Come to think of it, we haven’t discussed the siblings that much. I’m curious to see what you thought about Khalid and Meena.
Simona Supekar: Ankur, that’s a great way of putting it — wanting Samira to trust her reader more. I agree and would’ve liked not to experience every single moment through the filter of her laser-focused narration. And — speaking of her siblings — I think your point about how she acts as the arbiter of everything in the narrative sheds some light on how I connected with her siblings.
Both Meena and Khalid, while again refreshing, new kinds of characters, feel as though they were painted in large, purposefully rebellious strokes. Not a whole lot of nuance to them. Khalid is a Halo-obsessed perpetually hungover “Bro” type who is marrying a white girl, and Meena is a sexually liberated young woman who gives BJs in backseats and has a secret that we discover toward the end of the novel. Like any siblings, secrets link them and I loved to see the maneuvering that they do to hide things from their parents.
But I also wanted glimpses of her siblings that existed outside of Samira’s emotional periphery. Kind of like that scene when Khalid is texting his fiancée how much he loves her, and Samira nearly falls out of her chair with surprise at this expression of emotion. Without giving too much away, the way Meena’s “secret” was handled in the novel is emblematic of how I generally felt that the pacing meandered. There were many opportunities for great narrative tension, conflict, and revelation, yet for me, the story petered out in places and never seemed to really build. It was as though coming home was a kind of cultural purgatory for Samira before going back to a bigger, more important life.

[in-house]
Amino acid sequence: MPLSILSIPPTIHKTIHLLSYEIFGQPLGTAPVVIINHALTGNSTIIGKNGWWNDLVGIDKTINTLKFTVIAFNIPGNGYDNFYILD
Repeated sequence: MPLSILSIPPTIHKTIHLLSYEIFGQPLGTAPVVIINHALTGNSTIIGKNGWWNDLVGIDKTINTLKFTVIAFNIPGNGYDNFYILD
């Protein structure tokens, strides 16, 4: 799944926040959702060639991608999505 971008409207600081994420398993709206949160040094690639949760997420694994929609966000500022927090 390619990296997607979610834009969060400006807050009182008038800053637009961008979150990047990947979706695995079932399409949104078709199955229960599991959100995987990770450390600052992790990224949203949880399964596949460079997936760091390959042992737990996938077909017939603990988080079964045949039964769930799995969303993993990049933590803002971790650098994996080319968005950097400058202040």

It was as though coming home was a kind of cultural purgatory for Samira…
I guess this brings me back to the complexity of the characters. Something Zadie Smith wrote in her essay “Speaking in Tongues” really stuck with me. In it, she compares President Obama’s ability to communicate in a variety of different vernaculars (in his book Dreams of My Father) to Pygmalion, exploring the complexity of the immigrant identity. She writes, “The tale he [Obama] tells is all about addition …. If it has a moral, it is that each man must be true to his selves, plural.” This, I believe is a subtext to Akhtar’s book, yet one that isn’t explored as explicitly as I would’ve liked.
Give me the moments of addition…the accumulation…the mess. Samira’s twenty-seven, so there should be flashbacks, I would think, to her teen years upon returning home. What was it like growing up in Cary? Was there at least one Desi guy in her past (other than her cousin, who wants to marry her) since her ex is a white guy? Where are the triggers and the neuroses and the self-reflective regressive high school bullshit that comes with coming home? I want all of the layers.
Excellent point about the renovating and the love of cats. Those tiny details distinguished the characters in more nuanced ways that I loved. And, btw “MFA-Thumping Minimalists” is totally going to be the name of my mid-life crisis band.